40. Impact of childhood leukemia on siblings: their long-term perception of family functioning and its relationship with their psychosocial characteristics using structural equation modeling

Cindy Faust, Pascal Auquier, Yves Bertrand, Marie-Dominique Tabone, Sophie Ansoborlo, André Baruchel, Virginie Gandemer, Jean-Hugues Dalle, Pascal Chastagner, Justyna Kanold, Maryline Poirée, Alexandre Theron, Geneviève Plat, Isabelle Pellier, Gérard Michel, Julie Berbis

J Cancer Surviv. 2023 May 10. doi: 10.1007/s11764-023-01385-2



Purpose: In the context of pediatric cancer, siblings’ adaptation and needs have been previously investigated; however, research on the long-term consequences on siblings, especially on their family environment, is scarce. We aimed to (1) assess the family functioning (FF) perceived by siblings of childhood leukemia survivors long after diagnosis and (2) explore characteristics likely associated and investigate associations with psycho-behavioral and social factors.

Methods: Childhood leukemia survivors’ siblings older than 11 years were recruited through the LEA cohort, a French long-term follow-up program, and completed the family assessment device (FAD). Logistic regression analysis was used to determine factors likely associated with unhealthy functioning in families as perceived by siblings. Structural equation modeling (SEM) was used to examine relationships that predict siblings’ perception of FF.

Results: We included 605 siblings (mean follow-up time from diagnosis 14.1 ± 6.8 years), of whom 175 (28.9%) perceived unhealthy functioning. SEM showed that older siblings were more likely to perceive problematic functioning (β = 0.095, p = 0.014). Sex and leukemia burden had indirect effects on FF through mediators. Family financial situation at diagnosis was not associated with the risk of reporting unhealthy functioning.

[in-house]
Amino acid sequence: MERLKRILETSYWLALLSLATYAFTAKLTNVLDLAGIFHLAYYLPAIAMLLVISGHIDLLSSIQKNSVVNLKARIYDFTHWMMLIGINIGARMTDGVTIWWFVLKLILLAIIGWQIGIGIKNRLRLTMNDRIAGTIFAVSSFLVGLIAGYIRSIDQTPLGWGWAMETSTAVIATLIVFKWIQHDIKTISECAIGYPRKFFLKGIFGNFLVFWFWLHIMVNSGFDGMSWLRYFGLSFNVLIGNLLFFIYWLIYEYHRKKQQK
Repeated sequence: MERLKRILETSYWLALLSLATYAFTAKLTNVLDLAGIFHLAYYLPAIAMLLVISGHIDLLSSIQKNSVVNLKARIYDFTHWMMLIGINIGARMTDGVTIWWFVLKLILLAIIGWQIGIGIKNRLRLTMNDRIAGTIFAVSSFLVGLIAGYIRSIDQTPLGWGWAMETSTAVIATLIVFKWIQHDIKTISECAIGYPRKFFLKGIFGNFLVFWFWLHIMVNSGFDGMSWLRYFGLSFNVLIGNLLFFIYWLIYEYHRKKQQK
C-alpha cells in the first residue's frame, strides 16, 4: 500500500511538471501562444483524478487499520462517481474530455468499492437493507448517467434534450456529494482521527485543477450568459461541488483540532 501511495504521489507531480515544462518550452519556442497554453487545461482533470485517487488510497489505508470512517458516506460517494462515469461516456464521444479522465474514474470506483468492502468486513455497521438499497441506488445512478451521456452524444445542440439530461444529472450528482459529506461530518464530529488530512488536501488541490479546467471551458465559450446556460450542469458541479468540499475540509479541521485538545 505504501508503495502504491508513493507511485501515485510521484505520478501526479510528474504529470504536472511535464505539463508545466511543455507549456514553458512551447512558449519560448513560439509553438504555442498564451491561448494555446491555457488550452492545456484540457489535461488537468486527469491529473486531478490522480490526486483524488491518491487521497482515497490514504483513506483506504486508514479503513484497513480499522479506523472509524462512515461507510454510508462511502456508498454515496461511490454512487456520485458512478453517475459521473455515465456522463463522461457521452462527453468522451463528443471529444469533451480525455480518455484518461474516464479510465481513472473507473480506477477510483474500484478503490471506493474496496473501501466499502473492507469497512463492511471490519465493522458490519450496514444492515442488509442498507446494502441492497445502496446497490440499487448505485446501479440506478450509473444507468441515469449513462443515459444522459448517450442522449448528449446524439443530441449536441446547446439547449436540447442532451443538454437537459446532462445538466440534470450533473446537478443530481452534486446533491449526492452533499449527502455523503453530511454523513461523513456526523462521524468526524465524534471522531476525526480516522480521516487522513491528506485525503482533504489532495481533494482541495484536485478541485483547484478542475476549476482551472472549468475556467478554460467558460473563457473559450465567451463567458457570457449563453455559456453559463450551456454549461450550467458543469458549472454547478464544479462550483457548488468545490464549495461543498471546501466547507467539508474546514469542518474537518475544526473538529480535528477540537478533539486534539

Conclusions: Our study contributed to identifying siblings at risk of facing family issues and reinforced the need to provide more consideration and suitable resources to avoid late consequences. Often considered as the “forgotten children”, future research should focus on developing targeted interventions to facilitate family communication and improve siblings’ social support.

Implications for cancer survivors: Overall, results regarding FF perceived by siblings are reassuring and provide new enlightening elements that allow for better support to all families.

Keywords: Childhood leukemia; Family functioning; Long-term follow-up; Siblings; Survivors.

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